Using android devices in a school in a coastal town
The methodology used for this particular case study followed the Vital Case Study Methodology process as described here: Research_Strategy
Overview of the school
This mixed secondary state school with 700pupils is in an area of deprivation in a coastal town. The new building completed in 2009 after a 2005 fire underpins the technology specialism. The 2012 OFSTED inspection reflects good conduct, but judges the school ‘requires improvement’ because of theachievement, leadership and management grades. Literacy is a key area forimprovement.
ICT infrastructure and resources
Overall infrastructure and resources
The long term vision is to use technology in innovative and exciting ways despite financial constraints and wifi access problems in the new building. Student to computer ratio 3:1. Three network staff support 5 PC suites. There are IWBs and computers in each room. Some departments have sets of devices as well. The intranet is widely used inside and outside school for administration and personal planning. Every room is wifi enabled, but the costs of a complete service have prevented full installation until 2013.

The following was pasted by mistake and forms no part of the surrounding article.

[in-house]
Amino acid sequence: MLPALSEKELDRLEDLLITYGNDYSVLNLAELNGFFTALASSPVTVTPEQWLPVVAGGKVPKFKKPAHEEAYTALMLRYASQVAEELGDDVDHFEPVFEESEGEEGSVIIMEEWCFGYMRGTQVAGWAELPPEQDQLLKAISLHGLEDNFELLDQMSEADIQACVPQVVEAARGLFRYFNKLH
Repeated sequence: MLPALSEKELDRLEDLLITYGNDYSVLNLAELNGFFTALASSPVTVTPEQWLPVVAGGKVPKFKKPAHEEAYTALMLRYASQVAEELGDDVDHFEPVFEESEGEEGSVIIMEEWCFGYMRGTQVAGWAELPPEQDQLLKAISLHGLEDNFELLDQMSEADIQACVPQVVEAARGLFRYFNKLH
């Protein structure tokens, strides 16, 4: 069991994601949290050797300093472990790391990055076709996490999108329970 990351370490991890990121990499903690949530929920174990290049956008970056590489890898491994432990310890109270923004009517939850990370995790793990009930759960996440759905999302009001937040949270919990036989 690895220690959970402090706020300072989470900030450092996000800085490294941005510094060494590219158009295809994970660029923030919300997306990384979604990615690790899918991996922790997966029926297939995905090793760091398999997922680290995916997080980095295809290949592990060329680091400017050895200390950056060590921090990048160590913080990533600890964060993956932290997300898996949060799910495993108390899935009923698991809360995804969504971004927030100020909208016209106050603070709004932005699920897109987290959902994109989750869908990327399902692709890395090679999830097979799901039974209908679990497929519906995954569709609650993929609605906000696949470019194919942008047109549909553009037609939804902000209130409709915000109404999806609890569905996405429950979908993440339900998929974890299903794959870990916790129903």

The SLT has been working towards independent learning over five years with early work focusing on effective use of the Virtual Learning Platform from outside school by staff and pupils: student planners and mail to parents are existing services. BYOD/BYOT is the next step. Pupils usually bring Smart phones or tablets. Currently those who can use their parents’ Hotspot in school until full school wifi is secured. The number of staff with devices is growing. Humanities, Maths, Music, Design and Technology now have sets of wifi enabled devices that can be used to supplement BYOD/BYOT for those who do not have their own device.==Overview of the initiative==The vision for independent learning over the last five years is led by an SLT member who has a Ph.D in technology and learning based on researching school practice in this school and others. He keeps updated through membership of informal online teaching communities and online courses. His academic leanings and sensitive approach to change are important in ensuring that the project will eventually impact on teaching and learning and will be embedded effectively in staff administration and contact with parents as well. The requirement for autonomy in learning became urgent after the original school was burnt down. For many months the students had to learn from home by accessing the Virtual Learning Environment that has been used in a sophisticated way forced by need. It become clear in the last two years that a BYOT/BYOD policy might be a key driver in further embedding independent learning in the school. Although devices are now being widely used, mainly Smartphones, they are still officially banned in the school policies. Some teachers still discourage their use because of their own lack of training and uncertainty about the benefits. In contrast, pupils’ journals show that for some the device is a constant source of information and interaction although teachers are not always aware how pervasive they are, or why. Pupils who use them in class admit that they are not always on task - reading emails and accessing Face Book are cited in this context. Pupils in this deprived catchment area also have concerns that their peers are very conscious of the comparative costs of devices and describe the discomfort not only of those pupils who have no device but those who have a less expensive, ‘less cool’ device. This BYOT/BYOD research pilot that runs alongside expanded use of the devices in the school was carefully planned to provide evidence to drive the new teaching and learning framework being prepared. A growing number of staff with tablets have also been using them to experiment with administrative task like taking registers, planning lessons on the bus and improving their immediate access to statistics on specific pupils. Pilots have been conducted in departments who expressed a specific need for a BYOT/BYOD intervention in the expectation that some of these experiments will attract the interest of staff who have not yet committed to the use of devices in their classrooms.